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Security firm aims to ease RFID concerns

Researchers at RSA Security develop a blocking technique to alleviate privacy concerns surrounding radio frequency identification.

Researchers at a major security firm have developed a blocking technique to ease privacy concerns surrounding controversial radio frequency identification technology.

The labs at RSA Security on Wednesday outlined plans for a technology they call blocker tags, which are similar in size and cost to radio frequency identification (RFID) tags but disrupt the transmission of information to scanning devices and thwart the collection of data.

The technique, one of few RFID-blocking technologies being worked on by researchers, is still a concept in the labs. But the next step is to develop prototype chips and see if manufacturers are interested in making the processors, according to Ari Juels, a principal research scientist with RSA Laboratories. Blocker and RFID tags are about the size of a grain of sand and cost around 10 cents.

RFID technology uses microchips to wirelessly transmit product serial numbers to a scanner without the need for human intervention. While the technology is potentially useful in improving supply chain management and preventing theft in stores, consumer privacy groups have voiced concerns about possible abuses of the technology if product-tracking tags are allowed to follow people from stores into their homes. Many retailers view RFID as an eventual successor to the bar-code inventory tracking system, because it promises to cut distribution costs for manufacturers and improve retailing margins.

RSA's technique would address the needs of all parties involved, according to Juels. Other options, such as a kill feature embedded in RFID tags, also are available, but with blocker tags, consumers and companies would still be able to use the RFID tags without sacrificing privacy.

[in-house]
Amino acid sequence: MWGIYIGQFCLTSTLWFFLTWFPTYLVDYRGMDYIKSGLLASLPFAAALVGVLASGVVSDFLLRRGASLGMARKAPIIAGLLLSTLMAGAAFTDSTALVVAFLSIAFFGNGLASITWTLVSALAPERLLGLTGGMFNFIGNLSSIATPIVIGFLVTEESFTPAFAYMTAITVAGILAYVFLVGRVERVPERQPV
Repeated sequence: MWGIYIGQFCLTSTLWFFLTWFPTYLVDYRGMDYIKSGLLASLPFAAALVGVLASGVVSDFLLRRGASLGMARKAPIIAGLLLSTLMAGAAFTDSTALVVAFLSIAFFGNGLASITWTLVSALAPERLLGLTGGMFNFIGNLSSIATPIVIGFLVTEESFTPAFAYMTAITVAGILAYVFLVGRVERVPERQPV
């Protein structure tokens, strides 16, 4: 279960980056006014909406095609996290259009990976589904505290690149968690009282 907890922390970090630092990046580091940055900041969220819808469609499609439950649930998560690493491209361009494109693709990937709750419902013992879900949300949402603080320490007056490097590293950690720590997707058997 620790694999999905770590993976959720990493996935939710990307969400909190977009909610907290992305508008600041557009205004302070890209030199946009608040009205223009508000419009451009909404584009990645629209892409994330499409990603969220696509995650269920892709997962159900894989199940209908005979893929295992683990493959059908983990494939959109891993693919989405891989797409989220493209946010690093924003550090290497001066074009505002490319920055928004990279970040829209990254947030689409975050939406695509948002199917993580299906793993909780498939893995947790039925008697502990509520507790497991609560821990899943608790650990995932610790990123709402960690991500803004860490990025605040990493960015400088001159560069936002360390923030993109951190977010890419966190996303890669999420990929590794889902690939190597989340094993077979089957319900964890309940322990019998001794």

"This is not meant to be a hostile tool," Juels said. "It balances consumer privacy and retail use in a profitable way...Tags are too useful to completely disable them."

Retailers have been testing how to use RFID technology in their warehouses to improve inventory management and have dipped their toes into product-level tracking.

Juels said that he foresees a day when tags in clothes can tell washing machines the proper way they need to be washed.

The idea isn't to disable RFID tags, but instead to disrupt the transmission of certain information to scanning devices when consumers want privacy. Blocker tags could be embedded in watches or bags.

Juels said the issue of privacy with regards to RFID technology has been overblown but that there is a need to establish how to best address those concerns before the technology becomes more prevalent.

"If we don't think of it now, it will be more difficult in the future," he said.